The Review/Short Read/
Sofia Coppola's Certain (and Uncertain) Women
The Cannes-feted filmmaker's empathy for the plight of young women has generated as much backlash as it has acclaim
Kirsten Dunst in Sofia Coppola's MARIE ANTOINETTE
The TIFF Cinematheque retrospective Sofia Coppola: A Name of Her Own begins Friday, December 8.
Much like her brilliant contemporary Kelly Reichardt, Sofia Coppola has created a body of work about how certain women’s ambitions and desires (not to mention their bodies and labour) clash with environments that are controlled by money, by perception, and, most often, by men. The film industry itself being one of those environments, it is little wonder that Coppola has drawn criticism from the very beginning of her career, with the slights against her gender conveniently disguised within a scorning of her class origins.
There is no doubt that Coppola’s interest in the problems of (non-Warholian) poor little rich girls comes from a place of lived experience. Receiving her cinematic baptism from her father Francis when she appeared in The Godfather as an infant, growing up surrounded by the likes of Steven Spielberg and Marlon Brando, and collecting art photography at the same age that most young girls would be gifted their first Nikon, Coppola was primed for a life in film. Following studies at CalArts and the launch of a successful fashion line, Coppola learned that her favourite contemporary novel, Jeffrey Eugenides’ The Virgin Suicides, had been optioned for a film adaptation. Convinced that she alone could do the novel justice, she drafted a screenplay as a creative exercise and eventually got the project greenlit, with herself onboard as director.
Premiering at Cannes, Coppola’s lyrical, dreamlike debut attracted numerous admiring notices, but even some of the praise was shot through with dismissive references: allusions to nepotism, doubts about the extent of the young filmmaker’s abilities, and snide suggestions that her famous father or then-husband Spike Jonze were involved in key creative decisions. It was the beginning of a pattern that has persisted to this day, whereby even her unquestioned triumphs or benchmarks — such as becoming only the second woman filmmaker to ever win the Best Director award at Cannes for her latest film, The Beguiled — are met with some requisite degree of derision.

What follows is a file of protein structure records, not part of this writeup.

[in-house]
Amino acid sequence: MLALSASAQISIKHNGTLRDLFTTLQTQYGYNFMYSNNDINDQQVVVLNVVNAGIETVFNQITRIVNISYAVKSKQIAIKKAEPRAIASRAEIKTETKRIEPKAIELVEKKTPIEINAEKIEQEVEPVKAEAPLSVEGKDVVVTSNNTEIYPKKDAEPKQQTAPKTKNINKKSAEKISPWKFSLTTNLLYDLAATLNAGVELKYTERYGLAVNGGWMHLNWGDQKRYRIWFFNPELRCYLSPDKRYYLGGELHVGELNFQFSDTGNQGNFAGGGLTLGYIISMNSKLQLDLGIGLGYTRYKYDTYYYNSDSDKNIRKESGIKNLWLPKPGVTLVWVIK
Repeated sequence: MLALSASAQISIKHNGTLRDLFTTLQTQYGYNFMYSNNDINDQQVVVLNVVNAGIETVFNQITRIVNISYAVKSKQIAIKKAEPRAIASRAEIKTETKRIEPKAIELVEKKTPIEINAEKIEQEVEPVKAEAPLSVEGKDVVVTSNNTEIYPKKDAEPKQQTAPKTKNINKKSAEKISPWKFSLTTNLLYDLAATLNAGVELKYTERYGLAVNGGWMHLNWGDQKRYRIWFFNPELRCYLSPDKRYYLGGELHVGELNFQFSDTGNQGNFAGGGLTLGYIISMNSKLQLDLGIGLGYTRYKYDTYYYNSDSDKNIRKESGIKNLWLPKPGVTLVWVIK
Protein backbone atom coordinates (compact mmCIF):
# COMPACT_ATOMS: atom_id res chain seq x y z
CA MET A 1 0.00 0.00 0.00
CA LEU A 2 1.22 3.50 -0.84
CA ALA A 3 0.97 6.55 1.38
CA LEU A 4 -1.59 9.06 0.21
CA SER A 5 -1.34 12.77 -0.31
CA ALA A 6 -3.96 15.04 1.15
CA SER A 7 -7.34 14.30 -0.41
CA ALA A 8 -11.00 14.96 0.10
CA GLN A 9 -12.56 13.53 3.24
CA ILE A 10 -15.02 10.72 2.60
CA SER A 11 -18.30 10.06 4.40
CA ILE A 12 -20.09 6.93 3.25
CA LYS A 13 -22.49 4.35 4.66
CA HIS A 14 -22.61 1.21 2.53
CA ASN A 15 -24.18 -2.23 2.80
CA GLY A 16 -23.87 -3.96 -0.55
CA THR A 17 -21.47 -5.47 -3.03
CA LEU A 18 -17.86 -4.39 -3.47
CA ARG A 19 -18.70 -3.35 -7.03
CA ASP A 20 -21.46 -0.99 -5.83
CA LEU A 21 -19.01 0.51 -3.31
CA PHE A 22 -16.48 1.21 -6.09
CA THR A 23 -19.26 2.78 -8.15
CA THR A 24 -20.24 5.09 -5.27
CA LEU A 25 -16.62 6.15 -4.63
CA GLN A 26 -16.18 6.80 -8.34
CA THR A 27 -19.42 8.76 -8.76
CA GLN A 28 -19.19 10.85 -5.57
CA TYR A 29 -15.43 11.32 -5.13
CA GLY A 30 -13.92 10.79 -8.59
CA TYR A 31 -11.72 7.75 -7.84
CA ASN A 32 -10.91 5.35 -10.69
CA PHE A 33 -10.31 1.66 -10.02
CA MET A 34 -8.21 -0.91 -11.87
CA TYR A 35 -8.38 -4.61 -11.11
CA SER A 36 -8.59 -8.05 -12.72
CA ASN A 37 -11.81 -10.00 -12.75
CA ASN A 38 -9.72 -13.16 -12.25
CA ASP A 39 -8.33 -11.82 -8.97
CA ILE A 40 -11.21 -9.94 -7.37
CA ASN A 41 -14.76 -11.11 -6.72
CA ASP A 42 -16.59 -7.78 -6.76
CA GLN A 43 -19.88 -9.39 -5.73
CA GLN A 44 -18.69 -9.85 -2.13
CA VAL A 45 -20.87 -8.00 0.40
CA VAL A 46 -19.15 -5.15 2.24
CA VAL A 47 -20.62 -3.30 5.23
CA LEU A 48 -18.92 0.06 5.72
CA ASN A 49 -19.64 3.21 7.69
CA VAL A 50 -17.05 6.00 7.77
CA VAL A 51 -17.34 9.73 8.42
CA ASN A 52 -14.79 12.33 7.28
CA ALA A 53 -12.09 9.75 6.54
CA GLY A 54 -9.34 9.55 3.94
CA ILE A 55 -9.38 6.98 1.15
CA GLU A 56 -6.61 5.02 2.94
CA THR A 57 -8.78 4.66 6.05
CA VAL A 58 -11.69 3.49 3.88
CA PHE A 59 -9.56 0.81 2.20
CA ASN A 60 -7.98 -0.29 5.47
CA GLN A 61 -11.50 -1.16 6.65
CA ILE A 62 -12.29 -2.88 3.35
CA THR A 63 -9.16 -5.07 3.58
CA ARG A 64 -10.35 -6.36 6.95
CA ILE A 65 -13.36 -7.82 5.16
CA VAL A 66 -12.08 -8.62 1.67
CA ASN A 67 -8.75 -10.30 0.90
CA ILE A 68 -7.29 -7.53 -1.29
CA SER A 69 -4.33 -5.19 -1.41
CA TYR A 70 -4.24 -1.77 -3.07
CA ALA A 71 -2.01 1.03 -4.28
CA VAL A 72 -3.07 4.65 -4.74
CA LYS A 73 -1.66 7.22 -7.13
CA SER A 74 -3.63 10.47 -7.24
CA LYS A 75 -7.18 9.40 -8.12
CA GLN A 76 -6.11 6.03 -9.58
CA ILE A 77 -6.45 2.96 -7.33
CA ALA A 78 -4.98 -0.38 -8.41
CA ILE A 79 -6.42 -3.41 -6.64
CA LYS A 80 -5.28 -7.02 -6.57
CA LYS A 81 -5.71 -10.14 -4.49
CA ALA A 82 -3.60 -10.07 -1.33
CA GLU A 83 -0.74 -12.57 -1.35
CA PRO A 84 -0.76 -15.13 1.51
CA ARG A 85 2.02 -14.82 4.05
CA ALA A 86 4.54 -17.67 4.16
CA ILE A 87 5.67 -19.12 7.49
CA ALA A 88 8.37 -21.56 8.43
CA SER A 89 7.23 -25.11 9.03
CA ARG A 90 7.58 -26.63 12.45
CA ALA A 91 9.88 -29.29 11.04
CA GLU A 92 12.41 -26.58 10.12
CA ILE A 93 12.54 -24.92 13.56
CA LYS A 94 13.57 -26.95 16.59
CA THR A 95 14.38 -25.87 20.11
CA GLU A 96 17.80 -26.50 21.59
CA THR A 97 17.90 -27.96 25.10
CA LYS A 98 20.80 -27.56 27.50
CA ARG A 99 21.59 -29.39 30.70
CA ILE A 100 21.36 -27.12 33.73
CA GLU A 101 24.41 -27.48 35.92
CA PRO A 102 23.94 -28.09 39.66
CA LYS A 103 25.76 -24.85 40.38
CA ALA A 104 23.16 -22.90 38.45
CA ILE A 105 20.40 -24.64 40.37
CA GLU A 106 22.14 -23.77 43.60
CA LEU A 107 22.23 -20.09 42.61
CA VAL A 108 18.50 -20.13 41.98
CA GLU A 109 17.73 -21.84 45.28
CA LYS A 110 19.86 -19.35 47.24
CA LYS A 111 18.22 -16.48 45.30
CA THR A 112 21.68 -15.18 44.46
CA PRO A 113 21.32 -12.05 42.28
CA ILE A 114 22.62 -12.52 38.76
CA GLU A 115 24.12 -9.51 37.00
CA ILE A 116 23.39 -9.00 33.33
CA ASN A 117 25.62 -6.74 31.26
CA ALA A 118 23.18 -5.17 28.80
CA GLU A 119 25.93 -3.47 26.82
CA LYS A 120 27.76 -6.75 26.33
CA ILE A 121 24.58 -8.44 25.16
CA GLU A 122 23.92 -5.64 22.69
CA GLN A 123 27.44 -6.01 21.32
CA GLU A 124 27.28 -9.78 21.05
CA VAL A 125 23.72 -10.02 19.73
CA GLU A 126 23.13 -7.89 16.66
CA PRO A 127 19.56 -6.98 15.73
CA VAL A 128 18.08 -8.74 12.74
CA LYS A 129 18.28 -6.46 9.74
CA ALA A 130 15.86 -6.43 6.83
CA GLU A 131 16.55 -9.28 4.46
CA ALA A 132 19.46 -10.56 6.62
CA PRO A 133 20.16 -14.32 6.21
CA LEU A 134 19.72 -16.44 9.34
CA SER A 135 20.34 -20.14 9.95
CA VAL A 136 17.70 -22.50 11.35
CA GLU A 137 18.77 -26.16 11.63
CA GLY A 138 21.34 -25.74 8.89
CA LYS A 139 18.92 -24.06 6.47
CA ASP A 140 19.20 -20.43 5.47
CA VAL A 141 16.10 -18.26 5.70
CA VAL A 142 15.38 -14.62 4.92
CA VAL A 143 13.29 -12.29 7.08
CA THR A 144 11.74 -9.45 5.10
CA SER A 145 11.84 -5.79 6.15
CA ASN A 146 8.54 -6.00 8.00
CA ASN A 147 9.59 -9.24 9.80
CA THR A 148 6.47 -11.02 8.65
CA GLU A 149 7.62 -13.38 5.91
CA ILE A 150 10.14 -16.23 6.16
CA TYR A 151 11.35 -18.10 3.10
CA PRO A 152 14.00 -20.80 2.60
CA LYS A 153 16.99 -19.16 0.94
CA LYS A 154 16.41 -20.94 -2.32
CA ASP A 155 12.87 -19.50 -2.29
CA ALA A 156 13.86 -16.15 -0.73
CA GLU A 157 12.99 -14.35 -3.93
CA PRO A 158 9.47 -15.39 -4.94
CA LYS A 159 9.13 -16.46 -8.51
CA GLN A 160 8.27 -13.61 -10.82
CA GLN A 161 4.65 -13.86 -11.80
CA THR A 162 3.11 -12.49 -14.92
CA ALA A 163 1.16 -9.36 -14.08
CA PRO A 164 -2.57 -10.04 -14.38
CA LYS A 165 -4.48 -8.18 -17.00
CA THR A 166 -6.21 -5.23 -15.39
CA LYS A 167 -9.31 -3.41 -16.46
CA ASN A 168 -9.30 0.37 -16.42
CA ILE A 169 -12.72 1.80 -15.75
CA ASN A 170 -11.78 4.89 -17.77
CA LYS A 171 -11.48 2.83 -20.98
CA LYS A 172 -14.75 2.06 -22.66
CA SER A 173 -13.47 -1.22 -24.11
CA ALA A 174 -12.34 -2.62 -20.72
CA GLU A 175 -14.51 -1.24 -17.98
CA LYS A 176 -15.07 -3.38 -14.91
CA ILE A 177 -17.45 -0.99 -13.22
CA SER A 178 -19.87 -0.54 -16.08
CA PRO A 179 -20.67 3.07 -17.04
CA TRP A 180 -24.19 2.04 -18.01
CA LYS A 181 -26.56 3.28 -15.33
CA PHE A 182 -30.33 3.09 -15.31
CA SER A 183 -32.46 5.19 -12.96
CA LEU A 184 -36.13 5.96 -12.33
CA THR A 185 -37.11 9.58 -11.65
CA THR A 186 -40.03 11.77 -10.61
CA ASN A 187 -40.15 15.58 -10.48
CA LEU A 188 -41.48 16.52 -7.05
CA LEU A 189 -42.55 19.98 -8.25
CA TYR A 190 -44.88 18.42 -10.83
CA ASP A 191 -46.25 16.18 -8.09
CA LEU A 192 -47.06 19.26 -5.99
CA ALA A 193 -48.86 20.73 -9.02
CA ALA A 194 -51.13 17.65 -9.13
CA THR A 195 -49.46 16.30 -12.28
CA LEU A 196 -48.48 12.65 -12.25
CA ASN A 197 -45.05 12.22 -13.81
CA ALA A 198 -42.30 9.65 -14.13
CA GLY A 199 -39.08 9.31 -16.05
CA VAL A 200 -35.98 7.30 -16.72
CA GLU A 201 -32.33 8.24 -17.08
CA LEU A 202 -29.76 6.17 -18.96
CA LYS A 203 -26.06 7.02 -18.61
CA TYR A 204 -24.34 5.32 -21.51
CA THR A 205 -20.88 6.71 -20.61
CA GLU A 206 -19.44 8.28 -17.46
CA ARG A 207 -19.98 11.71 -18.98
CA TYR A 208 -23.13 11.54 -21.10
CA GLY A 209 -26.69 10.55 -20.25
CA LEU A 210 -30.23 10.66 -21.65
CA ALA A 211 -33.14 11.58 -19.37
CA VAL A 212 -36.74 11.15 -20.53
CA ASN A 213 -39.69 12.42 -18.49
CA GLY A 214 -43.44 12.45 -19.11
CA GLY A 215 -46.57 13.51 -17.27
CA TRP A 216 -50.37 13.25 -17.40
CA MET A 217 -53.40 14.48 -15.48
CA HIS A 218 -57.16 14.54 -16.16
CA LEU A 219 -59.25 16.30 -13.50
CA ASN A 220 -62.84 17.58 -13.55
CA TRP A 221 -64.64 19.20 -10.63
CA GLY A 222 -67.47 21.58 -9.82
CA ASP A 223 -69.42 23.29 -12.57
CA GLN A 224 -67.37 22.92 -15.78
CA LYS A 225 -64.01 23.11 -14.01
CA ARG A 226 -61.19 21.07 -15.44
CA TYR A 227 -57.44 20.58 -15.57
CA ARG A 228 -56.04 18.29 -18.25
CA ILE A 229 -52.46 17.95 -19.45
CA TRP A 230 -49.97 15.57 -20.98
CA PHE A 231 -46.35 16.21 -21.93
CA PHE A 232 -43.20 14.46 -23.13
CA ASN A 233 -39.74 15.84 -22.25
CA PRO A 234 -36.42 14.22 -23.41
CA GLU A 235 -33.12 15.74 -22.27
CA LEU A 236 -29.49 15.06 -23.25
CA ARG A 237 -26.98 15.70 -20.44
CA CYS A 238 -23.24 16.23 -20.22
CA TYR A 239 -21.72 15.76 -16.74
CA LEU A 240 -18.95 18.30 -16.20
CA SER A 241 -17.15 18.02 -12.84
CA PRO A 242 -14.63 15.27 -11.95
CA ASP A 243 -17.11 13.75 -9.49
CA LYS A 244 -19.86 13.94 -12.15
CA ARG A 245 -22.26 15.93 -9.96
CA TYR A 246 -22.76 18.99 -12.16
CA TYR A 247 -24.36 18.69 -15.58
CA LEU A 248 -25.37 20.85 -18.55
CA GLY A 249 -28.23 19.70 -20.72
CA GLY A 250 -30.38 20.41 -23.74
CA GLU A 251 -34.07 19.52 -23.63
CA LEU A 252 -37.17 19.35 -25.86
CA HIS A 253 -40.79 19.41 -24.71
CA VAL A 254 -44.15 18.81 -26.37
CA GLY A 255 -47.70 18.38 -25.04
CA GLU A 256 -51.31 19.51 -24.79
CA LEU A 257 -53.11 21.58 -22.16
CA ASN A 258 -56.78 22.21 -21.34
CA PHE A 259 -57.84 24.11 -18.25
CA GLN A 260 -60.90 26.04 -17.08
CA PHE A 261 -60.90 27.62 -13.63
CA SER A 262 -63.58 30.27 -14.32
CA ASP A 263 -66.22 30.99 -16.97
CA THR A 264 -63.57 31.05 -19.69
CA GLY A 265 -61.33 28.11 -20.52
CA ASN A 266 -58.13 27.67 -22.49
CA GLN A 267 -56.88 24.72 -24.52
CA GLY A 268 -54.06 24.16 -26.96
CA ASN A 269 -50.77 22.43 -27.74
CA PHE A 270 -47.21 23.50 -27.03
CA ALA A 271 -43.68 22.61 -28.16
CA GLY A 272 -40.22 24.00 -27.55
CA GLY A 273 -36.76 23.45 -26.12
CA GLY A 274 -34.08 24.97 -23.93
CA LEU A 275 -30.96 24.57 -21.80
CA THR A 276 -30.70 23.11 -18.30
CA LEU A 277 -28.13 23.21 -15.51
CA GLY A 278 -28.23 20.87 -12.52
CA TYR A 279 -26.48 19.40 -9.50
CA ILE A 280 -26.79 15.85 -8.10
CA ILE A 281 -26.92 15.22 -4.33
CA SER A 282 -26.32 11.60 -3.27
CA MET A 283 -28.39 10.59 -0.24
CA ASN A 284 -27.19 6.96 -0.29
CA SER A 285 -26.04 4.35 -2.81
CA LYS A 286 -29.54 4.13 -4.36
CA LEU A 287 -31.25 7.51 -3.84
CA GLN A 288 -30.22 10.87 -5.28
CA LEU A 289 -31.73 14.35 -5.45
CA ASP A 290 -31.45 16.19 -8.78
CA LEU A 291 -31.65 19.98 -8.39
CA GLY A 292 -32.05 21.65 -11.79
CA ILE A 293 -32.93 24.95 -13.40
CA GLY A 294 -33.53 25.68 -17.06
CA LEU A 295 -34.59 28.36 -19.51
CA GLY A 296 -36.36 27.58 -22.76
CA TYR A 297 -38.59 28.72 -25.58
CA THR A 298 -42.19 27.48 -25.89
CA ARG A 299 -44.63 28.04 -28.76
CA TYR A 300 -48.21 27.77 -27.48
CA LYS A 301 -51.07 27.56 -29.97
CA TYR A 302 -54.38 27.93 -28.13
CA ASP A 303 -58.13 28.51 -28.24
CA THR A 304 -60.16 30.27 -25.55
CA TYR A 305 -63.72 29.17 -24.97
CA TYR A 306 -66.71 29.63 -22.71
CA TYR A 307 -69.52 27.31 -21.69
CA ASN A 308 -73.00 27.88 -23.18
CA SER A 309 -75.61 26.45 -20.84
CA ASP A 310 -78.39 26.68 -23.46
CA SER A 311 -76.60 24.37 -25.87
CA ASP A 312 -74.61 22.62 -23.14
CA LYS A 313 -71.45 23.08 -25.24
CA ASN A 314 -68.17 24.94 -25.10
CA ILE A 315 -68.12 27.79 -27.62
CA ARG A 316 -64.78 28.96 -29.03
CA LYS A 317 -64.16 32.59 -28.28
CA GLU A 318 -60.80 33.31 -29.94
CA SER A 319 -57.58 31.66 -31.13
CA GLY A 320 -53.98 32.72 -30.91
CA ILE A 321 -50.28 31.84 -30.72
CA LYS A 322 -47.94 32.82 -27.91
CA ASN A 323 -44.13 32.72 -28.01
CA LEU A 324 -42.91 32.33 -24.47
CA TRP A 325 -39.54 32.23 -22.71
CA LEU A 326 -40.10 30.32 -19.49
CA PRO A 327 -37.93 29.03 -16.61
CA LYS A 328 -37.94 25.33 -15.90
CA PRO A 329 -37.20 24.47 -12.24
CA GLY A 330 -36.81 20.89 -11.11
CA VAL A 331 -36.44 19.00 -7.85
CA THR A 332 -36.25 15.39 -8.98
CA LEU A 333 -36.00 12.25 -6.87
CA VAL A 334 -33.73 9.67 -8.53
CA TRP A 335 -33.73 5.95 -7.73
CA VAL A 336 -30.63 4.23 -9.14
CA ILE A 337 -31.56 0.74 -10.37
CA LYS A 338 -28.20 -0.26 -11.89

The ill-starred sisters in Suicides are the first in the long line of teens (and queens) whose seemingly “perfect” existence Coppola dissects with both wry humour and affecting sympathy. She found high charm and deep sadness alike in Scarlett Johansson’s jet-lagged Charlotte in Lost in Translation, adrift in a Tokyo hotel and finding an unusual kinship with Bill Murray’s world-weary, over-the-hill movie star. In Marie Antoinette, she created something between a self-image and a foil in Kirsten Dunst’s young monarch, who is stunned to find that her blithely luxe life has made her the most reviled woman in France. Coppola’s autobiographical impulse is strongest in Somewhere, in which Hollywood star-spawn Cleo (Elle Fanning) selflessly holds her successful but deadbeat actor dad (Stephen Dorff) together with her love until he finds the strength to walk on his own.
Although there is a distinct thematic uniformity in Coppola’s focus on women’s social and emotional isolation, her range of stylistic influences is impressively diverse and eclectic. Coppola draws heavily on the masters she admires, including slow-cinema pioneers like Chantal Akerman and photographers as disparate as William Eggleston and Yelena Yumchuk. She has employed her musical affinities not merely as soundtrack adornments, but as structural elements in her films; beyond her oft-cited use of anachronistic pop tunes in Marie Antoinette, note as well the subtle variations on Air’s “Playground Love” which serve as the theme to The Virgin Suicides. Coppola even borrows tricks from her cinematic forerunners to bridge themes across her works: she has twice lifted the technique of drowning out key dialogue with diegetic sound, used to great effect by Ingmar Bergman in Winter Light and by Elia Kazan during the impassioned confession scene in On the Waterfront, for the climaxes of two of her films.
Naturally, the very breadth of Coppola’s references and influences have been turned against her by condescending critics (who insinuate that she is an aesthetic imitator — or worse, an amateur — rather than an artist in her own right), while her insistent empathy for the plight of young women has generated backlash from both knee-jerk reactionaries and the militant social-media warriors who rail against white privilege and its abuses. This is all the more ironic in that Coppola’s empathy is not synonymous with affirmation (her perspectives on women and womanhood can be both loving and disapproving), and that her efforts to recognize and address the perceived limitations of her viewpoint — such as her excising the character of a Black female slave from The Beguiled so as “not [to] brush over such an important topic in a light way” — are met with as much antagonism as they would have been if she had ignored such matters completely.
Whatever else they may or may not be, Coppola’s films have given us a powerful and distinctive female vision in a realm that has long been shaped by those of men, and her art has extolled a message of empowerment that places the value of her work far beyond any of her perceived abuses. It is this that will ultimately secure Coppola’s legacy, and that — like such rare examples as Auguste and Jean Renoir, Maurice and Philippe Garrel, or Roberto and Isabella Rossellini — should compel our cultural gatekeepers to allow enough space for two great artists bearing the same name.